Sadly our tour came to an end in the Meat Packing district but I suppose it had to end at some point. I celebrated my 18th birthday with my parents and brother at Buddakan but I believe that was the last time I was in the area. Being so far west and ubertrendy, I hardly make it a point to stroll through this ‘hood but in the day time it seemed less intimidating and I’d love to come back! Two summers ago I shared a NYU dorm room with two fashion-oriented PR girls who constantly flaunted the fact that they spent nearly every night clubbing in the area and complained about the clingy club promoters they encountered. That’s about the last thought that was left in my mind. But like I said, it was lots more low key during the daytime and it’s so eclectic, which is awesome.
The High Line was so cool and my mom and I couldn’t believe that we hadn’t been before. Not only were the views completely stunning, but the actual construction (i.e. sun bathing chairs) was also more like art installations. It may be a schlepp from where I normally find myself but totally worth coming back, perhaps in the summertime to do some people watching. Thank you so much to Adriana, Gina, and Nikki for giving me this fantastic opportunity! I had such a blast and I cannot wait to get on your next tour– I’m thinking that Parks & Subway may have to be my next one, although there’s always Venice and Austria!
After our walking tour ended my mom and I met up with David to continue our fun afternoon for a great lunch at a restaurant whose name I cannot remember. What I do recall is that the spaghetti with tomatoes and basil was phenomenal, but what was even more fascinating was the interior–part exposed brick and meat locker doors and part chic eatery with gorgeously simplistic lighting fixtures.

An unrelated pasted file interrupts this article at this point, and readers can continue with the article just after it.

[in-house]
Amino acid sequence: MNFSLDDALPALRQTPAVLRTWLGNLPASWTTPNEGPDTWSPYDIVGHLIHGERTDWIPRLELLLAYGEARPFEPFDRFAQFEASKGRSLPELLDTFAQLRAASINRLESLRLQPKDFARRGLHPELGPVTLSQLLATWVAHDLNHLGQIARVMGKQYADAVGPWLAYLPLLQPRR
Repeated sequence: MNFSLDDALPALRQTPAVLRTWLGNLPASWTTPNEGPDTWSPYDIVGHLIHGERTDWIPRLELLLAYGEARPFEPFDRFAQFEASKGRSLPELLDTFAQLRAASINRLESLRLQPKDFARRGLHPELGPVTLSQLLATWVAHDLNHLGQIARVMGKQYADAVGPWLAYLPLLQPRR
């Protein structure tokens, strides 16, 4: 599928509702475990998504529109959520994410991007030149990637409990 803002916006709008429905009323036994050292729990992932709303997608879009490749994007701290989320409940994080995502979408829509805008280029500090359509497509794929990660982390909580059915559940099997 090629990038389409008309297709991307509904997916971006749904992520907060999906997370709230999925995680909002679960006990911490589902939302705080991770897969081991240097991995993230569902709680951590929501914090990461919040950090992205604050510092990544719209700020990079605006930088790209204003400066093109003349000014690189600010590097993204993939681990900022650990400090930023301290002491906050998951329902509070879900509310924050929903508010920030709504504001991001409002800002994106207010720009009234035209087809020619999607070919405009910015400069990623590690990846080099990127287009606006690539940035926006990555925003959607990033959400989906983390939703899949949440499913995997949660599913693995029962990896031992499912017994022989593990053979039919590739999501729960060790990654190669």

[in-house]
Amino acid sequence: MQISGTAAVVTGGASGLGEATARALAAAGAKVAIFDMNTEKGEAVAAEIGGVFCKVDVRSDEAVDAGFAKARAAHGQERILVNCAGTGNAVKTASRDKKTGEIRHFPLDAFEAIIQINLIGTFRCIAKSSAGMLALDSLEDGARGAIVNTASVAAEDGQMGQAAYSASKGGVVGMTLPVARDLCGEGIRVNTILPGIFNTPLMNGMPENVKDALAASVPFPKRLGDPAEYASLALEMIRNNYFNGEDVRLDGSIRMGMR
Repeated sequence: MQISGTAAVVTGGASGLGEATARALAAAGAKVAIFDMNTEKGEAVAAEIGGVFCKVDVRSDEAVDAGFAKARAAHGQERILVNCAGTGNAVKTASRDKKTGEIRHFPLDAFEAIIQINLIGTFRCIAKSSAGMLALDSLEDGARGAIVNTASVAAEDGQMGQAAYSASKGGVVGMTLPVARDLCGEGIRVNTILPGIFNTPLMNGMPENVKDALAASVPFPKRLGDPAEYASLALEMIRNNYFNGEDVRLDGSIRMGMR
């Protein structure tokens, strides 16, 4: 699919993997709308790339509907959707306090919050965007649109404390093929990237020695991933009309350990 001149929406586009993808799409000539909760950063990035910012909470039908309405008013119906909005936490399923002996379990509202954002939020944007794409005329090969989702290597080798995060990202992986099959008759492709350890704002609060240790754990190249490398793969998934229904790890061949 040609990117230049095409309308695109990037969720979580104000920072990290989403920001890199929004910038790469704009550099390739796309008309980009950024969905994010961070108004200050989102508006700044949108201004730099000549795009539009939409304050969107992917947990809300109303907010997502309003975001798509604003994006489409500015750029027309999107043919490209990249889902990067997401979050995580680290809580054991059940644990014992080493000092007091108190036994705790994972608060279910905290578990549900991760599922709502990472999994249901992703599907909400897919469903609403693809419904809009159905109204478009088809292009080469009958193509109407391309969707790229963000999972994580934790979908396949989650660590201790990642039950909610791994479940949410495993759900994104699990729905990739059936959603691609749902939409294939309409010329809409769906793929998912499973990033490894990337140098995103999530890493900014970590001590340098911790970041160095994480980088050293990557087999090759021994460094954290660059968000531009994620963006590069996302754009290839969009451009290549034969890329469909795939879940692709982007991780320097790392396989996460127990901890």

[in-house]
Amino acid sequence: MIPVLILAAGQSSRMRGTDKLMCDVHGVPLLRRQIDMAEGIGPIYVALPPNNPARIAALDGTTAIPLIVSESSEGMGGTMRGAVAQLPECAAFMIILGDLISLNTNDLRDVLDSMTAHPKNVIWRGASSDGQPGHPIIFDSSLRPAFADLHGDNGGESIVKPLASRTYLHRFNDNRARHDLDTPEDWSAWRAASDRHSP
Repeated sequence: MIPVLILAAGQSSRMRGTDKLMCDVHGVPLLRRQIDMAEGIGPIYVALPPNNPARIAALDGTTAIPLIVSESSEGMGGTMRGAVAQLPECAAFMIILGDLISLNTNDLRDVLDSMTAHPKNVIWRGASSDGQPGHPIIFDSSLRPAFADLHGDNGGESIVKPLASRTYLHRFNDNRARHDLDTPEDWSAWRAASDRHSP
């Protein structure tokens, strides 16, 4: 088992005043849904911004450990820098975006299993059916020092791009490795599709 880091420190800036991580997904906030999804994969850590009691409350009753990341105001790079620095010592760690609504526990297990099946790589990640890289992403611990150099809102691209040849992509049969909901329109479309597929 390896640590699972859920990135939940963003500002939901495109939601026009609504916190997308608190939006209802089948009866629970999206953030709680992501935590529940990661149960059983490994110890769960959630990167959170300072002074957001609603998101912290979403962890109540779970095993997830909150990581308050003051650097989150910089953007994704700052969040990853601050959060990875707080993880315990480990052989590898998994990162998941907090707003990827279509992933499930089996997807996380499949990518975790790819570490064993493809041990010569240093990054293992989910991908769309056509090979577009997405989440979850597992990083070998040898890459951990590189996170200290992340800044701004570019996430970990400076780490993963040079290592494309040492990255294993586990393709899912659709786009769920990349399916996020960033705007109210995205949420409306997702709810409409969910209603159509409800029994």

Before heading to Saks I kindly begged my mom and brother to help my find a ‘cute little street’ for my pictures and thats when David said, “How about Horatio?” With colors like these, why not? Part of me used to feel odd and shy about using someone else’s door/stoop/pad as my background but whatever. When I see something I like I have a hard time not recording it with lots of photos. This combination of green, burgundy, and periwinkle remind me of the Victorian tudors that I’m constantly admiring in my favorite New England towns. Although Saks is almost always chaotic and bustling, it’s kind of become tradition for my parents and me. Yesterday my mom and I spent a while at the Bond No. 9 perfume counter with Monica and Diego until we had sniffed almost everything and decided on Washington Square and Saks Fifth Avenue for Her. Both wonderful choices but difficult ones nonetheless. Plus it was cute that although I had a bag for our goodies, Diego plumped up a Bond bag and put some bon-bons in it so that, ‘people would know I’m a Bond Girl.’ I’ve been branded, how funny is that?
Our last stop of the day (before a detour to see the friendly folks at YSL and dinner at Utopia) was to Worth and Worth. While I had originally thought that David would be the only one leaving with a hat, I was surprised when I became infatuated with a floppy amber concoction. My mom and D thought it looked great, as did Patrick, the milliner extraordinaire. He is so knowledgeable and talented that I can see how David spent about three hours in the shop. My hat needs a little fitting plus a custom bow, but in a matter of weeks I can guarantee that I’ll be traipsing around campus with it. While I do enjoy the occasional winter beanie, I’ve never thought of myself as someone who can pull off the hat look, in part because of my hair. The new cut helps tremendously and I really am excited to start making it a part of my wardrobe.
Saying hasta luego to the City and my family is never easy but I know that it’s never too long before I’ll be in their company again. If David is reading this, how does the middle of November and December work for you? But wait, I think I’m seeing you this Friday too! I hope you’ve all enjoyed my coverage of my walking tour and if there’s anything you’d like to know more about just let me know!